March 17, 2020 | FBN Insights | Kevin McNew

China Asking Companies to Produce Hogs Outside Country

ASF has slashed the size of country's hog herd

China Asking Companies to Produce Hogs Outside Country    

China is encouraging companies to build hog farms overseas to help fill a severe domestic shortage after African swine fever (ASF) has slashed the size of its hog herd.

China is urging domestic firms to build hog farms in countries where hogs and pork are eligible to be exported back to China. 

China has been taking various measures to boost hog production and increase pork supplies.      

Three new cases of ASF were reported in China last week.    

FBN’s Take On What It Means: We believe that China’s asking hog producers to build production facilities in other countries specifically to export back to China is a clear indication that ASF remains a  concern. At the moment this feels like a positive for the US hog producer but a negative for US soybean exports. If China’s hog herd is not growing because ASF is not in control we think it could be a while before soybean import demand materially accelerates.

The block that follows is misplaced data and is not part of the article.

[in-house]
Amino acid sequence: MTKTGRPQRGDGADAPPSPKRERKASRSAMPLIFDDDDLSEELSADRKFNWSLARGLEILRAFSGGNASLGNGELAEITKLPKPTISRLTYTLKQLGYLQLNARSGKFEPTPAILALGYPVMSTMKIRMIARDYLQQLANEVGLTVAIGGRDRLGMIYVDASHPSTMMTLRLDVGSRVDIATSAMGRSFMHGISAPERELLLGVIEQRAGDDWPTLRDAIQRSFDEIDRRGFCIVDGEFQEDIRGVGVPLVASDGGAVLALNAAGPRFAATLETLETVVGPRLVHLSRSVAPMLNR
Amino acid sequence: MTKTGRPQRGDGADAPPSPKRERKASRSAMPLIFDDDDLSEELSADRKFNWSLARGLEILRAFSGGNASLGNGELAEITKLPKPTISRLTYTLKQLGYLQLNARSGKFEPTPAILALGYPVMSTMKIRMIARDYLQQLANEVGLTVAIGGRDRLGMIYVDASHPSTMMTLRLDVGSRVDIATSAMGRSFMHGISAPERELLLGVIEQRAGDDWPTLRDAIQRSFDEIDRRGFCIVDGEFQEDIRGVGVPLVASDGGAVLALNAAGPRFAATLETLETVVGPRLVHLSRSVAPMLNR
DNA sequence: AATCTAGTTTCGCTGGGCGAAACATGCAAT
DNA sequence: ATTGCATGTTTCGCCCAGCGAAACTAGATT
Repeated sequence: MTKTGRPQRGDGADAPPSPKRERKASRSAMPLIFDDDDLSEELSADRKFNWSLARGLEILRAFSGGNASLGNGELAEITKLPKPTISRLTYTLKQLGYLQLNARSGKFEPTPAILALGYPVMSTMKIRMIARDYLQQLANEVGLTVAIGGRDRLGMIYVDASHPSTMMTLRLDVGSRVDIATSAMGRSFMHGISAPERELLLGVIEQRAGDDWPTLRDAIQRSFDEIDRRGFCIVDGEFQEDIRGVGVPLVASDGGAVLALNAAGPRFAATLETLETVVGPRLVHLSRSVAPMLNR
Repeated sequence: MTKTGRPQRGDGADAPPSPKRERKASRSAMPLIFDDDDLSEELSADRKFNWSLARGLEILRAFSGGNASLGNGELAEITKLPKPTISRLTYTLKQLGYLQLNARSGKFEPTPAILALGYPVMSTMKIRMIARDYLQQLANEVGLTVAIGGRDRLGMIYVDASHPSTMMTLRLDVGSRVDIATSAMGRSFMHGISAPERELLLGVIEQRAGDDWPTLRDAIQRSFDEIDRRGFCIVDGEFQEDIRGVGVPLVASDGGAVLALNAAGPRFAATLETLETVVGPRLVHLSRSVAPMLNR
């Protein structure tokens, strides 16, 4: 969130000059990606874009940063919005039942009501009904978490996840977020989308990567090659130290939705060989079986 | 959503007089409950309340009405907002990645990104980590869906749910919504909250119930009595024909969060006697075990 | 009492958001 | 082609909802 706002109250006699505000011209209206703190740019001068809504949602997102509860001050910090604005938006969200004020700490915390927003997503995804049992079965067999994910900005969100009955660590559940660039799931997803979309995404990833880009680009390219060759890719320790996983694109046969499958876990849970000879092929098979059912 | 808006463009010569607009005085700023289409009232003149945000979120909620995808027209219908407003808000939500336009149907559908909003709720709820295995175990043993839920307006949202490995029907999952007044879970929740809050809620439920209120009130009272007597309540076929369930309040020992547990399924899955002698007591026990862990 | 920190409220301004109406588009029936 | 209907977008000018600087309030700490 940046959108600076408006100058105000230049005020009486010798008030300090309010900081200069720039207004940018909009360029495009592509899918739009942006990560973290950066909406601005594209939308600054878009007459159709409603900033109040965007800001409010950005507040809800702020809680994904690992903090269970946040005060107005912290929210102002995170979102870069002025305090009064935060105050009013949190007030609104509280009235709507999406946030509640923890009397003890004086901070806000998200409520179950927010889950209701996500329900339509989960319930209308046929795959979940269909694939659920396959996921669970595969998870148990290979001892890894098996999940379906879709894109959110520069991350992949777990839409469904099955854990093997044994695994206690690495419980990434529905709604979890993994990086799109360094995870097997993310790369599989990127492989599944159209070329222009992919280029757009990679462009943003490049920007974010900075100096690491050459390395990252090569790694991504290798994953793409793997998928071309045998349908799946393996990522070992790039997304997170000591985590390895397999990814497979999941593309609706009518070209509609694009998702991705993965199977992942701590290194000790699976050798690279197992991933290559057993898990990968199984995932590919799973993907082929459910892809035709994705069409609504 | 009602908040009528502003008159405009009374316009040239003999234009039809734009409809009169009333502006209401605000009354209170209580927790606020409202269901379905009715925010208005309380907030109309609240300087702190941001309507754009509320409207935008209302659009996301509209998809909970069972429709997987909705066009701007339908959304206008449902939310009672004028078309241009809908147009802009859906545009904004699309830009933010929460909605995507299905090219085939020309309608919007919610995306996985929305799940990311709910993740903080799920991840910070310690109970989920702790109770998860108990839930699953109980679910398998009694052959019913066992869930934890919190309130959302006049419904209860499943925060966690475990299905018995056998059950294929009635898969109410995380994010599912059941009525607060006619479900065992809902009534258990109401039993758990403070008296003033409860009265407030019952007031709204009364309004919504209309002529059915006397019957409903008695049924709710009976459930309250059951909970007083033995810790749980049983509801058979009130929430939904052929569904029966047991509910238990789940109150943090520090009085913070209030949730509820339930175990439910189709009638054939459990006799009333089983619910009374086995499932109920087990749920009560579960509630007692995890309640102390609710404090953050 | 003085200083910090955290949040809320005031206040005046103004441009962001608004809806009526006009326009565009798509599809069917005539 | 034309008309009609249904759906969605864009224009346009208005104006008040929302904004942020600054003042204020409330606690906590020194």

NOPA: Record Soybean Crush In February               

According to the National Oilseed Processors Association (NOPA), the US soybean crush in February topped analyst forecasts and hit the highest level on record for the month.  

NOPA members processed 166.288 million bushels (MBU) of soybeans in February.  

The 166.288 MBU is down from the 176.9 MBU crushed in January, an all-time high for any month, and is up from the February 2019 crush of 154.498 million bushels.  

NOPA members handle about 95% of all soybeans crushed in the US.

The crush was supported by solid domestic demand for soybean meal and by additional crush capacity that came on line in Michigan.  

Soybean oil stocks at the end of February were below all trade estimates at 1.922 billion pounds.  

This was the first monthly decline in four months.      

FBN’s Take On What It Means:  We believe that the NOPA figures are a bright spot for the struggling soybean complex.  It is widely known that domestic demand for soybean meal is positive but we also find that Argentina’s raising the export tax on soybean meal exports could also have helped support the US crush pace during the month.               

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